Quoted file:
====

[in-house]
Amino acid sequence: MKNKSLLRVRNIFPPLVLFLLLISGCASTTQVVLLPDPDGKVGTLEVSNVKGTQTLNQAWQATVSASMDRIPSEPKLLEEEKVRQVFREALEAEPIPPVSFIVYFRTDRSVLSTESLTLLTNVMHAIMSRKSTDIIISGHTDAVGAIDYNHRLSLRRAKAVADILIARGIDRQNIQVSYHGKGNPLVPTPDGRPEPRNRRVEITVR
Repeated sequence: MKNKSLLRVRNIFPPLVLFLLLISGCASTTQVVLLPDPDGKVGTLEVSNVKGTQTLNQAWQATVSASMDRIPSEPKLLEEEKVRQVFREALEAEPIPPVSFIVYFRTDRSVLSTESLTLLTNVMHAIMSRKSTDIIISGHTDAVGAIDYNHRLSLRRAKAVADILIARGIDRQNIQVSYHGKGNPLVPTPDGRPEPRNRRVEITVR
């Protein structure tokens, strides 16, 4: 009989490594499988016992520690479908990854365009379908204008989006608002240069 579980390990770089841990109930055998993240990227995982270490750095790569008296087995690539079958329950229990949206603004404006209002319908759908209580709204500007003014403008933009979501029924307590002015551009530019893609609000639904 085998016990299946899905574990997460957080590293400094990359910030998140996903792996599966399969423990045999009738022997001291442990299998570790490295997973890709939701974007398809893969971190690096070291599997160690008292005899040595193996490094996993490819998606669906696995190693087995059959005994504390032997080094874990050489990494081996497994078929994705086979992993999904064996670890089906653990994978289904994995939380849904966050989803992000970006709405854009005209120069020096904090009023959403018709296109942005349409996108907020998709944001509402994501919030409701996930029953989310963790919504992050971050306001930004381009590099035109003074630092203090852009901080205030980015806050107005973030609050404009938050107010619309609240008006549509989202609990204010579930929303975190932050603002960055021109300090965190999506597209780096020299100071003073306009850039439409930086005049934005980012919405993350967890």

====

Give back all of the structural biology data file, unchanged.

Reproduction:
[in-house]
Amino acid sequence: MKNKSLLRVRNIFPPLVLFLLLISGCASTTQVVLLPDPDGKVGTLEVSNVKGTQTLNQAWQATVSASMDRIPSEPKLLEEEKVRQVFREALEAEPIPPVSFIVYFRTDRSVLSTESLTLLTNVMHAIMSRKSTDIIISGHTDAVGAIDYNHRLSLRRAKAVADILIARGIDRQNIQVSYHGKGNPLVPTPDGRPEPRNRRVEITVR
Repeated sequence: MKNKSLLRVRNIFPPLVLFLLLISGCASTTQVVLLPDPDGKVGTLEVSNVKGTQTLNQAWQATVSASMDRIPSEPKLLEEEKVRQVFREALEAEPIPPVSFIVYFRTDRSVLSTESLTLLTNVMHAIMSRKSTDIIISGHTDAVGAIDYNHRLSLRRAKAVADILIARGIDRQNIQVSYHGKGNPLVPTPDGRPEPRNRRVEITVR
């Protein structure tokens, strides 16, 4: 009989490594499988016992520690479908990854365009379908204008989006608002240069 579980390990770089841990109930055998993240990227995982270490750095790569008296087995690539079958329950229990949206603004404006209002319908759908209580709204500007003014403008933009979501029924307590002015551009530019893609609000639904 085998016990299946899905574990997460957080590293400094990359910030998140996903792996599966399969423990045999009738022997001291442990299998570790490295997973890709939701974007398809893969971190690096070291599997160690008292005899040595193996490094996993490819998606669906696995190693087995059959005994504390032997080094874990050489990494081996497994078929994705086979992993999904064996670890089906653990994978289904994995939380849904966050989803992000970006709405854009005209120069020096904090009023959403018709296109942005349409996108907020998709944001509402994501919030409701996930029953989310963790919504992050971050306001930004381009590099035109003074630092203090852009901080205030980015806050107005973030609050404009938050107010619309609240008006549509989202609990204010579930929303975190932050603002960055021109300090965190999506597209780096020299100071003073306009850039439409930086005049934005980012919405993350967890």